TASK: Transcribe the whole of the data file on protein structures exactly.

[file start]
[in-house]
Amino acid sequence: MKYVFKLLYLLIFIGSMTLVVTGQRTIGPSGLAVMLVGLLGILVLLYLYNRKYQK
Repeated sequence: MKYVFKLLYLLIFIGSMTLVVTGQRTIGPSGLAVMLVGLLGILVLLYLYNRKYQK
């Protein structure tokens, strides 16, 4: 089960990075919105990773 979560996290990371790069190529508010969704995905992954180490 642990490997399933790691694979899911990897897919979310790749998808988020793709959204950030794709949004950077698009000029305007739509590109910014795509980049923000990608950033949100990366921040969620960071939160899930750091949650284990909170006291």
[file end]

[in-house]
Amino acid sequence: MKYVFKLLYLLIFIGSMTLVVTGQRTIGPSGLAVMLVGLLGILVLLYLYNRKYQK
Repeated sequence: MKYVFKLLYLLIFIGSMTLVVTGQRTIGPSGLAVMLVGLLGILVLLYLYNRKYQK
């Protein structure tokens, strides 16, 4: 089960990075919105990773 979560996290990371790069190529508010969704995905992954180490 642990490997399933790691694979899911990897897919979310790749998808988020793709959204950030794709949004950077698009000029305007739509590109910014795509980049923000990608950033949100990366921040969620960071939160899930750091949650284990909170006291």